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I crawl through it, p.16
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       I Crawl Through It, p.16

           A. S. King
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  “But she still didn’t ever know what a wombat was and it was an unfair advantage.”

  Gustav leans into me and gives me a half-hug. I feel Patricia’s cold hand on my shoulder.

  “I wanted to be Stanzi forever,” I say, inspecting the red slap marks around my scar. “I just wanted to be Stanzi and you could be Wolfgang and everything would work out okay. I thought we would stay there. I thought it would be good for us. I thought we could be free.”

  Stanzi—Saturday Morning—Family Vacations

  It’s impossible to sleep naked in an invisible helicopter. It’s possible to fake it, but impossible to actually do it.

  Patricia sang through the night. She wrote a song about being free right there, curled into a ball on the floor of a homemade helicopter in the middle of the night. She has a beautiful singing voice.

  Gustav looks twice as tired as he did yesterday. He’s shivering.

  “I can sit near you or something. Keep our body heat up.”

  “You can’t move. We’re balanced.”

  At this, Patricia laughs.

  “It won’t be long now,” Gustav says.

  “It won’t be long until what?” I ask.


  “But it took us nearly two and a half days to get there.”

  “The journey back is half as long,” he says. “Isn’t that what you always say about the vacations you take with your parents?”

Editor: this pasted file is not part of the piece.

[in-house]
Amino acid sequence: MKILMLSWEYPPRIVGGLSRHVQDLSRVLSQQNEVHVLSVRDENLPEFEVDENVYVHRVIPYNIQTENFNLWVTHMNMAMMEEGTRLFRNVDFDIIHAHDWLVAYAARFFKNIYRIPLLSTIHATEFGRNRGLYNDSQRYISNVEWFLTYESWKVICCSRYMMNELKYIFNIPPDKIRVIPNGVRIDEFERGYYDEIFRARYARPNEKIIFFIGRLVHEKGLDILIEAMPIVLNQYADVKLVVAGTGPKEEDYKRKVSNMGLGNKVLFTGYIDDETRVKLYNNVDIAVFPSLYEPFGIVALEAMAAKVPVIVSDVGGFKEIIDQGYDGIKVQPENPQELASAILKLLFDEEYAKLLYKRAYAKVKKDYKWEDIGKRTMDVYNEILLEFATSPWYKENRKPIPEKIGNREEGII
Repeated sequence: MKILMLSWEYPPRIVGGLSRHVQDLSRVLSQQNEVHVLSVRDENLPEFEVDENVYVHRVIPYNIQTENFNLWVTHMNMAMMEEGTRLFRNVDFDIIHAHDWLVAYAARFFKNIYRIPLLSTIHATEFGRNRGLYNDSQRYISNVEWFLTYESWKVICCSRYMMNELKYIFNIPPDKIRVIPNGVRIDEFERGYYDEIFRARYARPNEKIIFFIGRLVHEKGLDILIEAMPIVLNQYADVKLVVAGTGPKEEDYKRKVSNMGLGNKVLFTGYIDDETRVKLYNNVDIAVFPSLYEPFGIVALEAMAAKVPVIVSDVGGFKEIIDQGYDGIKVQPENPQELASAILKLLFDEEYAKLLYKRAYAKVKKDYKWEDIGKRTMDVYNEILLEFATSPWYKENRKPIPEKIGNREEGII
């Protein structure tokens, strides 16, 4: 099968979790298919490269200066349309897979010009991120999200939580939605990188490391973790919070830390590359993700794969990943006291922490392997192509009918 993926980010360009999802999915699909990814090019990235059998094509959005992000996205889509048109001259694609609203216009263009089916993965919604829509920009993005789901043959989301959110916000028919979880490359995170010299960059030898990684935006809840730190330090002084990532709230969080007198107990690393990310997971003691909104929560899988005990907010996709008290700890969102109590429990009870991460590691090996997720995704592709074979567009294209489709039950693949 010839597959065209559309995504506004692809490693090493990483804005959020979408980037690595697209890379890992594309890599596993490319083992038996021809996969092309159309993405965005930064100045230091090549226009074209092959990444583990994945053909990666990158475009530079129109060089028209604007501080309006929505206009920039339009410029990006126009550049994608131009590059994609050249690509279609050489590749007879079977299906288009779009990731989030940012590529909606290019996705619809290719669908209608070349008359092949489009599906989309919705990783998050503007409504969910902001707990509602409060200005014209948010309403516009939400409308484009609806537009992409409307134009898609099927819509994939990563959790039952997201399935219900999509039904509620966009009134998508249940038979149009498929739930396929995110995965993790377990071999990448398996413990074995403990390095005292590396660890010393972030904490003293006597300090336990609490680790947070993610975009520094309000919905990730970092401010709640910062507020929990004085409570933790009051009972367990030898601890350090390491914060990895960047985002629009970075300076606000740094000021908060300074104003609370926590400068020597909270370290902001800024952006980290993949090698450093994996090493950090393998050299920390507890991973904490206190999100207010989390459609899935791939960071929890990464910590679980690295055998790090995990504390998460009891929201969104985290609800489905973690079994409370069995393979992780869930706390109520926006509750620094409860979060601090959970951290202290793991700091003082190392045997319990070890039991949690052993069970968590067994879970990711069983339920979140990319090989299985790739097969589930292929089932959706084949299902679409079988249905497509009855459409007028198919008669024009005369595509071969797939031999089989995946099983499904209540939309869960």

I look down at my scar again.

  It opens its mouth before I can put my hand over it. It says, “I don’t go on vacations. I lied to you.”

  “Where do you go?”

  In my head, I explain everything to Gustav and Patricia. Out loud, I say, “I write you postcards, but I never send them.”

  “But you said you lied. I don’t understand. How would you get postcards if you’re not on vacation?”

  My scar talks. It tells them everything about my family vacations. Everything. Where we go. Why we go. How the world is falling to pieces.

  I ask Patricia if she’s still happy to come back with us. “You were in a safer place,” I say.

  “Safety is a lie. It’s a ham sandwich without the ham,” she answers.

  “It’s a blue sky on Monday when it rains on Wednesday,” I say.

  She says, “I’m so sorry about your sister.”

  I daydream with my eyes closed. There are four coffins. Mine is red, Mama’s is blue, Pop’s is green. The fourth coffin is half the size of ours. It has a unicorn painted on it, and a rainbow. Mama and Pop are lying with their eyes closed, but every few seconds they peek out to see if I’m sleeping yet. So I pretend to sleep, and when they are convinced, they get up, join hands, and head to a big coffin that is propped in the corner. When they open the door of the big coffin, I can hear the sound of people laughing and talking and clinking glasses. Only when they close the door behind them do I squint and see that the big coffin is Chick’s Bar.

  And it’s just us here now. Me in my red coffin and her in her unicorn coffin.

  There are wombats everywhere.

  Lansdale Cruise—Saturday Morning—No Kidding

  Last night, I talked to the bush man. He told me he knew about what happened with the newsman. “Things go around,” he said.

  “No kidding,” I said.

  He said Stanzi and Gustav will come home. He said they’re bringing him a woman. He said the woman wrote a song last night about being free. He told me her name is Patricia. I asked him if we could stop sending the bomb threats now.

  “It’s hard to stop a machine once it’s in motion,” he said.

  “It’s like the answers,” I said. “I think you gave us the wrong answers.”

  “It’s hard to stop a machine once it’s in motion,” he said again.

  “Whatever,” I said.


  “Whatever. I want to stop lying now. Right now. That’s why I came to see you.”

  “I will miss your hair,” he said.

  “You have bags of my hair. Let’s trim this into something cute. Like a bob or something.”

  “Would you like me to put a bowl on your head and cut around it?”